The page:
Several voicemails left at the Town Clerk’s extension went unreturned.
At no point has Mule, herself, taken any steps to talk with Channel 2 about this or refute the accusations her colleagues have made against her.
Meanwhile, during the time in which Mule allegedly failed to have her house reassessed, those years would add up to thousands of dollars in lost tax revenue for the town that elected her to serve.
“If you look at an average effective tax rate throughout the county of somewhere in the $35 dollars per thousand range, and you multiply that by 91, that’ll give you an indication that there would be substantial tax savings by virtue of the reduced assessment,” said Schiavone explained.
The dispute is also costing taxpayers in legal fees.
“Round about, it’s well over $30,000,” said Town Supervisor Martin Ballowe.
Martin Ballowe has been Boston’s Town Supervisor for eight years. He is the brother of Mule's partner, Gary Ballowe. They have not communicated in some time.
Martin Ballowe said everyone on the council (excluding Mule) agreed that the matter needed to be investigated.
“When it was brought to their attention --and I’ve discussed it thoroughly with our town attorney and we brought it to them-- they thought that it was something that we as elected officials have to look into,” Ballowe said. “We cannot brush this aside.”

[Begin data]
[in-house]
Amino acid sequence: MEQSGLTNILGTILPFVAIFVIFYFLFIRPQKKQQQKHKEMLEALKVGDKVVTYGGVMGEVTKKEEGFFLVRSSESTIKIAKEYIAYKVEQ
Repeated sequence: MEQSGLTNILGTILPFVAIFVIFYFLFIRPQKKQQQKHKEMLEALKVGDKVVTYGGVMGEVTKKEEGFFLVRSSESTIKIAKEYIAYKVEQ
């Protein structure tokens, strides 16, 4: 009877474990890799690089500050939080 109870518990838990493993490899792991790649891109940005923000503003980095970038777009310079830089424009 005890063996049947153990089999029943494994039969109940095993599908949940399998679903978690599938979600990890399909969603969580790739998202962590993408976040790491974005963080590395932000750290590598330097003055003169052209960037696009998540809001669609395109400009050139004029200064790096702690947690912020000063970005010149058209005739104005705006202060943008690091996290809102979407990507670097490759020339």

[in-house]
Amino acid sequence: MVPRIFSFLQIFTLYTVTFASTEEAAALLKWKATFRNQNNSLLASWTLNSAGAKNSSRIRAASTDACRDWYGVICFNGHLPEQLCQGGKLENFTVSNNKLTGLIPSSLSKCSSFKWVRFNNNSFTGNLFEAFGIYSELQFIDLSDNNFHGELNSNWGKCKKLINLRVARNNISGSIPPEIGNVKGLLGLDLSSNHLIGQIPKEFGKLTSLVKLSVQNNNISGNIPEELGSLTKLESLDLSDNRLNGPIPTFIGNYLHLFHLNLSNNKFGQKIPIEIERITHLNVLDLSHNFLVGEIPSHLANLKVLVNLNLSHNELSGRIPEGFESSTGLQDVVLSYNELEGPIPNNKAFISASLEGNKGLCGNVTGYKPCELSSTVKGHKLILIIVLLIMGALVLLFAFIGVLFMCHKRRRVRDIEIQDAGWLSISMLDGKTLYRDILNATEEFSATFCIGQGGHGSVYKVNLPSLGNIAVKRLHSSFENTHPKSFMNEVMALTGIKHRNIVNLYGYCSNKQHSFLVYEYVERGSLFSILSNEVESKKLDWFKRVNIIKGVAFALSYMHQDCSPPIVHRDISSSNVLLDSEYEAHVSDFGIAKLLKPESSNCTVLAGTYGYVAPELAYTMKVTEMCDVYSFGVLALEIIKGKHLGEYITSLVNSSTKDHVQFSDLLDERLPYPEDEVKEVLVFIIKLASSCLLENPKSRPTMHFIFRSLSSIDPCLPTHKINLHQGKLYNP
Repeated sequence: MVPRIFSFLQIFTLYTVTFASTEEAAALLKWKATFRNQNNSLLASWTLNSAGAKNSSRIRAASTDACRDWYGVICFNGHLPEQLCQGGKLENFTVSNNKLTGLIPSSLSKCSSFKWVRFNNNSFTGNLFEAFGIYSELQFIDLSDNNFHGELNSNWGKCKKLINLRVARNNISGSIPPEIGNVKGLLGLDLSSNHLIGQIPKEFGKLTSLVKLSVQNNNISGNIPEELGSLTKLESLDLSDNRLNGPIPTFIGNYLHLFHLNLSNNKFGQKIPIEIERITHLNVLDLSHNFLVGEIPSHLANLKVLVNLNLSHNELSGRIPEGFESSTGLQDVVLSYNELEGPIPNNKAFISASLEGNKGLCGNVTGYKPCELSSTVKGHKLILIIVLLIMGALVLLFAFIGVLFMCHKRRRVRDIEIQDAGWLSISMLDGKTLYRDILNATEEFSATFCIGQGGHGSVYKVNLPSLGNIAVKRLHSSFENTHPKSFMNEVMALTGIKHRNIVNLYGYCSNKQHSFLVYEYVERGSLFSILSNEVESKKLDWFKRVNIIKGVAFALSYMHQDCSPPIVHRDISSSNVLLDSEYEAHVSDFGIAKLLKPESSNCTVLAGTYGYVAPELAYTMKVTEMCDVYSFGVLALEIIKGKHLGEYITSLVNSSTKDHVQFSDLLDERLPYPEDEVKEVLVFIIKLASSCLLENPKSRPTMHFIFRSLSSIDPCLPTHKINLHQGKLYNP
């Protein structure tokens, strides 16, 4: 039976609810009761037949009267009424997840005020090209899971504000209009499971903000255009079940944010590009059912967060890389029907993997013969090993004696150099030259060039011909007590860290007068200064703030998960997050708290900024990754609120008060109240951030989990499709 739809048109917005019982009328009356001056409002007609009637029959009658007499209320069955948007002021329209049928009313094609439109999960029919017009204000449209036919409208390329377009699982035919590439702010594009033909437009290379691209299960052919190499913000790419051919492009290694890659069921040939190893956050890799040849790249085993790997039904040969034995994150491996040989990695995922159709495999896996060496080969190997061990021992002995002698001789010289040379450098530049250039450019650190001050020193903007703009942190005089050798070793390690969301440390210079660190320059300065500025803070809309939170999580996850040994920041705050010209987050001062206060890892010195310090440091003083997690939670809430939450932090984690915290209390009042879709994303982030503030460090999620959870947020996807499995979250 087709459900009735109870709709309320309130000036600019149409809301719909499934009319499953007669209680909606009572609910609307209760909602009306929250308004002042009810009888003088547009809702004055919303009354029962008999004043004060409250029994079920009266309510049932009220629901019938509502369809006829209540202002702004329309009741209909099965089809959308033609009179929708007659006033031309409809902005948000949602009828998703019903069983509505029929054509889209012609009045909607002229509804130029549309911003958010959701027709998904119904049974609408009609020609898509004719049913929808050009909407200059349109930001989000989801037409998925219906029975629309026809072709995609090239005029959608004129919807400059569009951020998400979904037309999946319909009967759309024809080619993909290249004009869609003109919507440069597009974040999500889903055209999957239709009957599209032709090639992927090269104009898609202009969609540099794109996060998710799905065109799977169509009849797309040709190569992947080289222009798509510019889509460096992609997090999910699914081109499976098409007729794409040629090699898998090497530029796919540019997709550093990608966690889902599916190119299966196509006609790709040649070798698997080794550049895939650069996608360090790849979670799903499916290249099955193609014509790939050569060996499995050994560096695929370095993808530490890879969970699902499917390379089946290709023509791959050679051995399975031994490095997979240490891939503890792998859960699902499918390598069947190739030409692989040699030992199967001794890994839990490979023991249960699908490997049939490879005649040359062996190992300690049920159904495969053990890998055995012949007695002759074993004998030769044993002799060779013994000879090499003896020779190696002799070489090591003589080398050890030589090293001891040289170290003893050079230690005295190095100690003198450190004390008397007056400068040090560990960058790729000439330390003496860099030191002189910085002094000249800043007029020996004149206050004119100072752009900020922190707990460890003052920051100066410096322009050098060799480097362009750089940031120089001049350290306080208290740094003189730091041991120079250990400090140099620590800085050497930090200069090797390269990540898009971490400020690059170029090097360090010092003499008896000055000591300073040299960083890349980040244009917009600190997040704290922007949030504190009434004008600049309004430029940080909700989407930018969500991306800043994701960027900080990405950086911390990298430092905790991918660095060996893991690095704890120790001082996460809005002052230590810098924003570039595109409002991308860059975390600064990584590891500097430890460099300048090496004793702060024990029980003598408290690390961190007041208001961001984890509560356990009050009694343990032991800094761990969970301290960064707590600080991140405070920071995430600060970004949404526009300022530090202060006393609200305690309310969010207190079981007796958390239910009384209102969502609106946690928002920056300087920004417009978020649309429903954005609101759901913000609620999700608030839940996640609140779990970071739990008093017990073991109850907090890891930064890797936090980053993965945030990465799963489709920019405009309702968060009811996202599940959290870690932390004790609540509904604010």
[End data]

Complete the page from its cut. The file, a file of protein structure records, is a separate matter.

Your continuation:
The value of Mule’s Omphalius Road house and the work done to it over the years isn’t all that’s under investigation.
Martin Ballowe said it was a resident who brought to his attention the Mule may not even be living there most of the time. Supervisor Ballowe said that neighbor and other Boston residents think she is allegedly living with her partner in Angola.
“Elected officials have to reside in the area where they perform their official duties...within the geographical areas of the town,” said Boston Town Attorney Michael Kobiolka.
“As a taxpayer too, we like to see our town officials live here, it’s our tax dollars that support them, give them a job,” said Martin Ballowe. “I think it’s a good practice.”
This is the other matter Schiavone will be trying to find out.
“All indications are that she may actually live elsewhere,” Schiavone said.
He said he’ll be looking into things like where Mule sleeps at night, where she parks her vehicles, where her mail is delivered, and where she votes.
“I believe the outcome will be…the truth. We’re looking for the truth of what really has transpired,” said Ballowe.
Schiavone said if Mule is in fact spending more time elsewhere, she could be failing to comply with state law as an elected official.
It would be up to the town to prosecute it and take it to court. If it does become a court case, the decision handed down by a judge would dictate whether or not Mule would lose her seat in office.
The Boston Town Council was expected to hold a hearing Wednesday (Dec. 14) at 10:00 a.m., However, Mule's attorney filed an Order to Show Cause/Temporary Restraining Order and the hearing was adjourned.